Notre Dame cathedral's surrounding streets to be decontaminated of lead
Some of the streets around Notre Dame Cathedral will be decontaminated to ensure locals and workers are not exposed to unsafe levels of lead following the April blaze that left the Paris historic landmark gutted.
Renovation work at the cathedral was halted last month over fears that workers could be exposed to lead poisoning after testing revealed dangerously high levels of contamination at the site and surrounding areas.
Health ministers in Paris said last week that a young boy needs medical monitoring because tests conducted showed that he was at risk of lead poisoning. A total of 162 children have been tested in Paris after hundreds of tons of lead in Notre Dame’s spire and roof melted in the blaze.
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Of those, 16 were deemed to be just short of being “at-risk” and will also be monitored as a precaution, the Associated Press reported last week.
The results "show, on the one hand, the need to keep cleaning to limit the risk of exposure of the children to lead and, on the other hand, the importance of extending blood tests," the health authority said.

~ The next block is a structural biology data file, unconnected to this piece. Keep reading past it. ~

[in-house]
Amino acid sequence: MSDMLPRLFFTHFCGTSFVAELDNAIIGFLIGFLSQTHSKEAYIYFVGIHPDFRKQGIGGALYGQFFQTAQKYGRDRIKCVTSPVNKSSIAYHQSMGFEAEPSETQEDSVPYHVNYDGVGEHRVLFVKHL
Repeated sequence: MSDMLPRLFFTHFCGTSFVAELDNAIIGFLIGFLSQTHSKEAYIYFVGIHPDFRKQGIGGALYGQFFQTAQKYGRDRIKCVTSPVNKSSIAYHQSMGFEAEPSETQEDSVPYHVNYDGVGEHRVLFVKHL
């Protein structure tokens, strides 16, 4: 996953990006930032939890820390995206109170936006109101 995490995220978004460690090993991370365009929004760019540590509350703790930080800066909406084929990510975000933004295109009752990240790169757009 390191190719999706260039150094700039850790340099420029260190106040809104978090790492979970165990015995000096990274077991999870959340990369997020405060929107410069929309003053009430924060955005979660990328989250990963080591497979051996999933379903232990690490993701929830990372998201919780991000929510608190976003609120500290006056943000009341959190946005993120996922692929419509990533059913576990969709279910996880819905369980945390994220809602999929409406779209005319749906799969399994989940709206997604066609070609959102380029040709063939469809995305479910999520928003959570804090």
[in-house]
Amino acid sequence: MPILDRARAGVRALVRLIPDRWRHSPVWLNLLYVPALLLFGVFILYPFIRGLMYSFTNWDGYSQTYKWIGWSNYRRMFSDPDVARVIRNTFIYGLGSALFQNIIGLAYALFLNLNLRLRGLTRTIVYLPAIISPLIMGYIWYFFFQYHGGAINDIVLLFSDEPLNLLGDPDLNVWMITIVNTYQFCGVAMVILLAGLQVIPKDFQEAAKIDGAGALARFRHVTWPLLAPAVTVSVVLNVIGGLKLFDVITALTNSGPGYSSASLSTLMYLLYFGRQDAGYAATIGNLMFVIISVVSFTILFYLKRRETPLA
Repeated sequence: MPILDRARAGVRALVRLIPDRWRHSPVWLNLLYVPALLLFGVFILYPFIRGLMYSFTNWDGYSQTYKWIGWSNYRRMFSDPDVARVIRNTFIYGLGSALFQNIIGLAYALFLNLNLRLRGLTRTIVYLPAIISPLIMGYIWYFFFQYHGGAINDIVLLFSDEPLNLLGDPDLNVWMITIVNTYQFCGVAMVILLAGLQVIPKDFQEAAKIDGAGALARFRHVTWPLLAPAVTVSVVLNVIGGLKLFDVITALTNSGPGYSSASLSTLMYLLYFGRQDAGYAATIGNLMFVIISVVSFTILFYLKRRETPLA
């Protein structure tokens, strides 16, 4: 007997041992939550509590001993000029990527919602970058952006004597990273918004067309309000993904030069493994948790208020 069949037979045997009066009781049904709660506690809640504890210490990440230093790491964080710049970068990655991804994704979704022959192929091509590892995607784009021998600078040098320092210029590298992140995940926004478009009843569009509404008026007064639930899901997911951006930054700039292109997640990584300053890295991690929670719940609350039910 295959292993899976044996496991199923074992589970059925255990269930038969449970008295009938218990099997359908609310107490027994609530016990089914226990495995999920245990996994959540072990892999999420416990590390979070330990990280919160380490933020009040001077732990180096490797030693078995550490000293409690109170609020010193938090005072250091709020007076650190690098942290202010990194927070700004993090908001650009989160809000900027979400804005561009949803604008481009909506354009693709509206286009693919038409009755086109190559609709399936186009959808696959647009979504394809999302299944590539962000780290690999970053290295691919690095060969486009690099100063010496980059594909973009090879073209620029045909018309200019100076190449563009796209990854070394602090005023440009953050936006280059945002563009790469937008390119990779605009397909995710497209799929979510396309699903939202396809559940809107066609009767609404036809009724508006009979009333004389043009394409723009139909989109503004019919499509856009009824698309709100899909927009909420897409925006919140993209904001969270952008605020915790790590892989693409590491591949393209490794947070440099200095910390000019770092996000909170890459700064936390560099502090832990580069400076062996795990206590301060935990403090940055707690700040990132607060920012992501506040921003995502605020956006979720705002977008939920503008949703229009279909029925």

Authorities in June recommended blood tests for children under 7 and pregnant women who live near Notre Dame as they are especially vulnerable to health problems from lead poisoning and exposure.
Critics have said authorities did not move fast enough to protect workers and residents from lead pollution.
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On Tuesday, high fences blocked Parisians and tourists from several streets and a bridge around the Gothic cathedral.
New equipment – including decontamination units – and stricter safety procedures have been implemented to ensure workers are not exposed to unsafe levels of led. Paris authorities said this will prevent “any release of polluting elements to the outside.”
The culture ministry, who’s in charge of Notre Dame, said workers plan to use two decontamination techniques. One involves spreading a gel on public benches, street lights, and other fixtures to absorb the lead, letting it dry for several days before removing it.
Last week, workers dressed in head-to-toe hazmat suits sprayed a blue-green gel onto a playground at the two closed schools on the Rue Saint-Benoit, where dozens of children had been attending summer daycare programs.
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The other technique involves high-pressure water jets with chemical agents.
Levels of lead remain exceptionally high at some spots inside the cathedral and in the soil of the adjacent streets, park, and forecourt, according to the regional health agency. Those areas have been closed to the public since April 15.
However, no dangerous levels have been registered in other nearby streets, where tourists and residents continue to gather and souvenir shops and restaurants have reopened.
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The cleanup work inside Notre Dame, suspended last month for safety reasons, will resume next week.
The Associated Press contributed to this report.